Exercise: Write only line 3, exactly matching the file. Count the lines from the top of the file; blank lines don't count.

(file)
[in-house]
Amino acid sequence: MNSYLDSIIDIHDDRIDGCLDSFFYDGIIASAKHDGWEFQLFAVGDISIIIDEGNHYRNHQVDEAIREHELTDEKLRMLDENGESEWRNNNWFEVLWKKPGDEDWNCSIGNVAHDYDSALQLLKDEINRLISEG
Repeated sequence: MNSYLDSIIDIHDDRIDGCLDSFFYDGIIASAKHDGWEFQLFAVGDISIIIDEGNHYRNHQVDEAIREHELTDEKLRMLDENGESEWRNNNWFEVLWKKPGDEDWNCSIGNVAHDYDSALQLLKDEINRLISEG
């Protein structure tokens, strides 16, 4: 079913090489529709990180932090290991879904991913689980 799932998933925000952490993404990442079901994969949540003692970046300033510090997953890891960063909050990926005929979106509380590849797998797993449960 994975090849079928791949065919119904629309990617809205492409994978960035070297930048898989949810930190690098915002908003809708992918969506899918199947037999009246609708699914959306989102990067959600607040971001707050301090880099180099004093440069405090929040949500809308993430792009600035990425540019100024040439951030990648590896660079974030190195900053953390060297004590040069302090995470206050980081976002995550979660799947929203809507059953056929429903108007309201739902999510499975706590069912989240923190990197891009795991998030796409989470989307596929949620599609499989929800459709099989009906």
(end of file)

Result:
Repeated sequence: MNSYLDSIIDIHDDRIDGCLDSFFYDGIIASAKHDGWEFQLFAVGDISIIIDEGNHYRNHQVDEAIREHELTDEKLRMLDENGESEWRNNNWFEVLWKKPGDEDWNCSIGNVAHDYDSALQLLKDEINRLISEG